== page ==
David Schutz said...

King Gama.
If you give me your attention, I will tell you what I am:
I'm a genuine philanthropist — all other kinds are sham.
Each little fault of temper and each social defect
In my erring fellow-creatures, I endeavour to correct.
To all their little weaknesses I open people's eyes;
And little plans to snub the self-sufficient I devise;
I love my fellow creatures — I do all the good I can —
Yet ev'rybody says I'm such a disagreeable man!
And I can't think why!
He can't think why!
Gama & Chorus.
I/He can't think why!

King Gama.
To compliments inflated I've a withering reply;
And vanity I always do my best to mortify;
A charitable action I can skillfully dissect;
And interested motives I'm delighted to detect;
I know ev'rybody's income and what ev'rybody earns;
And I carefully compare it with the income-tax returns;
But to benefit humanity however much I plan,
Yet ev'rybody says I'm such a disagreeable man!
And I can't think why!
He can't think why!
Gama & Chorus.
I/He can't think why!
King Gama.
I'm sure I'm no ascetic; I'm as pleasant as can be;
You'll always find me ready with a crushing repartee,
I've an irritating chuckle, I've a celebrated sneer,
I've an entertaining snigger, I've a fascinating leer.
To ev'rybody's prejudice I know a thing or two;
I can tell a woman's age in half a minute — and I do.
But although I try to make myself as pleasant as I can,
Yet ev'rybody says I'm such a disagreeable man!
And I can't think why!
He can't think why!
Gama & Chorus.
I/He can't think why!

W.S. Gilbert "Princess Ida"

Matthias said...

There is a very good profile of Berry on Wikpedia. He looks good for 76 years. I wonder if he and Mild Colonial Boy would get on?

acroamaticus said...

David, I'm not sure that's quite the type of contrarian I had in mind, such a type is better classified as a boor, yes?

Many happy returns, btw.

acroamaticus said...

He's led a good life! I don't know how much farming he still does; most farmers I know are worn out by about 60, but they seem to live to a ripe old age nontheless. Could be the outdoors life?

The Midland Agrarian said...

Hi Pastor,
Berry is being widely read among both evangelical and secular young intellectuals in America now, which is a very good trend.

I understand he attends a Baptist church on occasion, but does not quite fit into a typical orthodox believer. He has written on numerous occasions about not entirely approving of St Paul. On the other hand, as an "old western man" in the tradition of CS Lewis, he takes Scripture seriously. I suspect he engaged many of his theological questions through the former seminarian character Jayber Crow in the novel of same name. My favorite work of his in defense of the western humane learning tradition against scientific materialism is "Life is a Miracle"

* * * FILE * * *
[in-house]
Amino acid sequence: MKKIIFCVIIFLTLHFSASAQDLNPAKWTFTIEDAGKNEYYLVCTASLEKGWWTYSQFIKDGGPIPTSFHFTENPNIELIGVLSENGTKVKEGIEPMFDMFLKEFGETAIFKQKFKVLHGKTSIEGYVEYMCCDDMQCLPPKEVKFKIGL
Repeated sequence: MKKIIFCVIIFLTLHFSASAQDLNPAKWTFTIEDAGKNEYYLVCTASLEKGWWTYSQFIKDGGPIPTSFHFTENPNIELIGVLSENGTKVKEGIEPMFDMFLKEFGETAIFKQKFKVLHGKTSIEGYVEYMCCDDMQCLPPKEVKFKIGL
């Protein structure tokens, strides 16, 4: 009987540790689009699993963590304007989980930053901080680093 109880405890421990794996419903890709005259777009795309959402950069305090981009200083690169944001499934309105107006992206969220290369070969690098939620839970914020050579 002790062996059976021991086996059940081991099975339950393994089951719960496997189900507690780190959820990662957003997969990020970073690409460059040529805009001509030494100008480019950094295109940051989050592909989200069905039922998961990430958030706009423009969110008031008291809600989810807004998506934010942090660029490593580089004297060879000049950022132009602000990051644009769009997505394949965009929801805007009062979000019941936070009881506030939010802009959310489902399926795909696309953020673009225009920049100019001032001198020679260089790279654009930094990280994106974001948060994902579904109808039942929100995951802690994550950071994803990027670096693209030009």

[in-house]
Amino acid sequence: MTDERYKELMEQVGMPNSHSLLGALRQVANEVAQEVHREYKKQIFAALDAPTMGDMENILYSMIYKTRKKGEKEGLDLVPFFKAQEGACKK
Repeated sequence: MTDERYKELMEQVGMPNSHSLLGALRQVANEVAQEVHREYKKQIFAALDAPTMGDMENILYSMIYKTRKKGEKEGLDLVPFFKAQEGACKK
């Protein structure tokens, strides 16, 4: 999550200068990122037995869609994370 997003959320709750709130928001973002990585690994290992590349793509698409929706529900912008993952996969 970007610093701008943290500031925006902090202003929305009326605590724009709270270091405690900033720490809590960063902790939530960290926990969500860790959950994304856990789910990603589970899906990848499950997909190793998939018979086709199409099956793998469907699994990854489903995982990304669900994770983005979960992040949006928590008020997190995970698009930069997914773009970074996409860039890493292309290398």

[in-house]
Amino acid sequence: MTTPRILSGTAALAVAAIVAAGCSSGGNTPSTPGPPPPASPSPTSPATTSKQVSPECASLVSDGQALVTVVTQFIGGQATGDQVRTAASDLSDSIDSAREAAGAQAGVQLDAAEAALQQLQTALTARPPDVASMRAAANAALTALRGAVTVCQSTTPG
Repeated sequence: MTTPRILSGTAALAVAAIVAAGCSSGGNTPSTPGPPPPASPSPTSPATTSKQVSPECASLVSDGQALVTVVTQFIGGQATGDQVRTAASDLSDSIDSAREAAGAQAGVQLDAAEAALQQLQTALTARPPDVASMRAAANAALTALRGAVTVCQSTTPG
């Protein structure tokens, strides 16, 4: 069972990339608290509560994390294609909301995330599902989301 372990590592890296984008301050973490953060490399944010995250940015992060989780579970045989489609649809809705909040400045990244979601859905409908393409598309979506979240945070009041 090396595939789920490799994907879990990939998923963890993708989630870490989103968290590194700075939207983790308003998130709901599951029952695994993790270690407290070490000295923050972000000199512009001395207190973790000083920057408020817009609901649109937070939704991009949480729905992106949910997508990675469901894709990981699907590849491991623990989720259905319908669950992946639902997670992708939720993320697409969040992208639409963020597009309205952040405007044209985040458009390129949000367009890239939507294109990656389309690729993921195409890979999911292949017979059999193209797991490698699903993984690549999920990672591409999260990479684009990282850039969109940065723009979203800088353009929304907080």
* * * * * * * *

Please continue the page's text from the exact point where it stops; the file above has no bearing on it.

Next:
He is also technically a Democrat, and a pacifist, based upon his taking the Bible seriously.
He is indeed a bundle of contradictions on the surface, but well worth reading. I think if our culture rescues itself from its current mire, Berry will be one of the reasons. If not, I hope his books survive to be read in a better day.


acroamaticus said...

Thanks so much for that extra information, Richard, and I agree wholeheartedly with your sentiments re Berry's books.

Just think that when Berry left Columbia University (I think it was Columbia?) to go back to Kentucky and buy a farm his department head said it would be the end of him as a writer, and it turned out to be the making of him.

You might be interested to know, Richard, that we have a strong tradition of agrarianism here in Australia, but it tends to be very much at the popular level and without intellectual underpinning. I've always been fascinated by this stream of American thought, as it seems to me to represent the old American democratic ethos at its best.
Blessings to you!
(Btw, I'm linking to your blog, Richard.)

The Midland Agrarian said...

Thank you for the kind words and blessing. I am linking to you as well.

I have had the pleasure of getting to know an Australian family who own a small business near here. While they live in town now, they were smallholders in Australia. Once we got past the language barrier :-), we learned a lot from each other.

You might enjoy the writings of Allan Carlson. He is a Lutheran agrarian thinker of note here in the USA.


acroamaticus said...

Allan Carlson...thanks for the tip, Richard.

And for linking to me.

Good to hear you know some Australians over there, we have plenty of Americans over here, also in the Lutheran Church. In my previous parish I had an American farming couple who emigrated here c. 1970 from North Dakota -change of climate appealed, I guess! they have children in Cleveland, OH.

Melanchthon said...

I am going to post this to my e-mail list: Contrarian-L (it's a real list!)

We are proud to be contrarian, especially in the ELCA!

acroamaticus said...

Indeed! There is surely a special place in heaven for ecclesiastical contrarians, Jon.